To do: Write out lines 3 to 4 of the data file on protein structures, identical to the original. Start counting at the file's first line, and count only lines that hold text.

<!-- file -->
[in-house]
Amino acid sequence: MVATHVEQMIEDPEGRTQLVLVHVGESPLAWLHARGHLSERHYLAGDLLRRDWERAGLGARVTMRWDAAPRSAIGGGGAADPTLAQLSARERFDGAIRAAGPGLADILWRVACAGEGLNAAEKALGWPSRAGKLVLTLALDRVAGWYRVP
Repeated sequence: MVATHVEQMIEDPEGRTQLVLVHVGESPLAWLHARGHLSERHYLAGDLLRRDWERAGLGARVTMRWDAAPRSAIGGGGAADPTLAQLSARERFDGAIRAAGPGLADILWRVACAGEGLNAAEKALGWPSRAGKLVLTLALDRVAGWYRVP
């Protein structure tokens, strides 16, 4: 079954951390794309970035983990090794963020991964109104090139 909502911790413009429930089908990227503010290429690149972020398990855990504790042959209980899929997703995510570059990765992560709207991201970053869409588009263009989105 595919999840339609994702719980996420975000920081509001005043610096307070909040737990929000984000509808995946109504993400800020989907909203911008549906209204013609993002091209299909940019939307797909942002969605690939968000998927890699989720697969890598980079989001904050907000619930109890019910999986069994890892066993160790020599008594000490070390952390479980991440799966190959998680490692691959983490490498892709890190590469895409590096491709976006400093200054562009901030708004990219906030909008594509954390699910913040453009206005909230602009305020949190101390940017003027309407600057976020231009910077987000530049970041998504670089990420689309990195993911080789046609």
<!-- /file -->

Repeated sequence: MVATHVEQMIEDPEGRTQLVLVHVGESPLAWLHARGHLSERHYLAGDLLRRDWERAGLGARVTMRWDAAPRSAIGGGGAADPTLAQLSARERFDGAIRAAGPGLADILWRVACAGEGLNAAEKALGWPSRAGKLVLTLALDRVAGWYRVP
């Protein structure tokens, strides 16, 4: 079954951390794309970035983990090794963020991964109104090139 909502911790413009429930089908990227503010290429690149972020398990855990504790042959209980899929997703995510570059990765992560709207991201970053869409588009263009989105 595919999840339609994702719980996420975000920081509001005043610096307070909040737990929000984000509808995946109504993400800020989907909203911008549906209204013609993002091209299909940019939307797909942002969605690939968000998927890699989720697969890598980079989001904050907000619930109890019910999986069994890892066993160790020599008594000490070390952390479980991440799966190959998680490692691959983490490498892709890190590469895409590096491709976006400093200054562009901030708004990219906030909008594509954390699910913040453009206005909230602009305020949190101390940017003027309407600057976020231009910077987000530049970041998504670089990420689309990195993911080789046609």